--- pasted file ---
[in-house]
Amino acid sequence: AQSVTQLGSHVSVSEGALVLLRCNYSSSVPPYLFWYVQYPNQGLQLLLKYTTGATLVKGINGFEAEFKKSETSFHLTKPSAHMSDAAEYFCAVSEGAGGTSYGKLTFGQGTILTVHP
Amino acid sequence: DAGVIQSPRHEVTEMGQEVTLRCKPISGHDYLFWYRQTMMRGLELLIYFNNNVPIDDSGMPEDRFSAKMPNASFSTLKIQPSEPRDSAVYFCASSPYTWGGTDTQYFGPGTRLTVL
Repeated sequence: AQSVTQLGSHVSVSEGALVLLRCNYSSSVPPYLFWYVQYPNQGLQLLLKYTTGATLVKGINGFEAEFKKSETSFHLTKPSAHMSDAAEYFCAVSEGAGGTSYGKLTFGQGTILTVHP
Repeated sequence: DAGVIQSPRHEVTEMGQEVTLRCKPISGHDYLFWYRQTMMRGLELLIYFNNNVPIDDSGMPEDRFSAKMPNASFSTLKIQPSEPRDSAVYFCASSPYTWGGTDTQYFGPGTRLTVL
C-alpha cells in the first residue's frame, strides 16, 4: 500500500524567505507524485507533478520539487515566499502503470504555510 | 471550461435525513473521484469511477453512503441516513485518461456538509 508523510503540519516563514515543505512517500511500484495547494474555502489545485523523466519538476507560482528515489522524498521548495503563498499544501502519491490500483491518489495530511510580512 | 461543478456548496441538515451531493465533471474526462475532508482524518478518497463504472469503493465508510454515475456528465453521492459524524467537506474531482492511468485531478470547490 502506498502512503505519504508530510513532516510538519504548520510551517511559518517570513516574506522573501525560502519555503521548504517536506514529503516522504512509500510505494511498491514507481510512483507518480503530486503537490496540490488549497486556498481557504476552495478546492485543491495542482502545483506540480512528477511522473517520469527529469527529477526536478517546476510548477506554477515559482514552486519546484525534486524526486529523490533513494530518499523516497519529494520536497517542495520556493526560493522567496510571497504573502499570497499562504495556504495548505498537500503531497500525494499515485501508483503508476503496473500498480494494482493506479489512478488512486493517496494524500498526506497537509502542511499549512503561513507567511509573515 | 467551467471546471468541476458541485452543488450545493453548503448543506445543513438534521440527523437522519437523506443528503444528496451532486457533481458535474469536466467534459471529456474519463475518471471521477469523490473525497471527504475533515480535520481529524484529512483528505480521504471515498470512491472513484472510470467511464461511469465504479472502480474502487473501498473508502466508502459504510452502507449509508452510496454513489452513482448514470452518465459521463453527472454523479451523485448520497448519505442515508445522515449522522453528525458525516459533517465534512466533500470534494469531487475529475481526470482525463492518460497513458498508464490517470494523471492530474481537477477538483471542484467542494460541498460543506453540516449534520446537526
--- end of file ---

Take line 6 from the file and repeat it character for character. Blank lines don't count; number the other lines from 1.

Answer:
C-alpha cells in the first residue's frame, strides 16, 4: 500500500524567505507524485507533478520539487515566499502503470504555510 | 471550461435525513473521484469511477453512503441516513485518461456538509 508523510503540519516563514515543505512517500511500484495547494474555502489545485523523466519538476507560482528515489522524498521548495503563498499544501502519491490500483491518489495530511510580512 | 461543478456548496441538515451531493465533471474526462475532508482524518478518497463504472469503493465508510454515475456528465453521492459524524467537506474531482492511468485531478470547490 502506498502512503505519504508530510513532516510538519504548520510551517511559518517570513516574506522573501525560502519555503521548504517536506514529503516522504512509500510505494511498491514507481510512483507518480503530486503537490496540490488549497486556498481557504476552495478546492485543491495542482502545483506540480512528477511522473517520469527529469527529477526536478517546476510548477506554477515559482514552486519546484525534486524526486529523490533513494530518499523516497519529494520536497517542495520556493526560493522567496510571497504573502499570497499562504495556504495548505498537500503531497500525494499515485501508483503508476503496473500498480494494482493506479489512478488512486493517496494524500498526506497537509502542511499549512503561513507567511509573515 | 467551467471546471468541476458541485452543488450545493453548503448543506445543513438534521440527523437522519437523506443528503444528496451532486457533481458535474469536466467534459471529456474519463475518471471521477469523490473525497471527504475533515480535520481529524484529512483528505480521504471515498470512491472513484472510470467511464461511469465504479472502480474502487473501498473508502466508502459504510452502507449509508452510496454513489452513482448514470452518465459521463453527472454523479451523485448520497448519505442515508445522515449522522453528525458525516459533517465534512466533500470534494469531487475529475481526470482525463492518460497513458498508464490517470494523471492530474481537477477538483471542484467542494460541498460543506453540516449534520446537526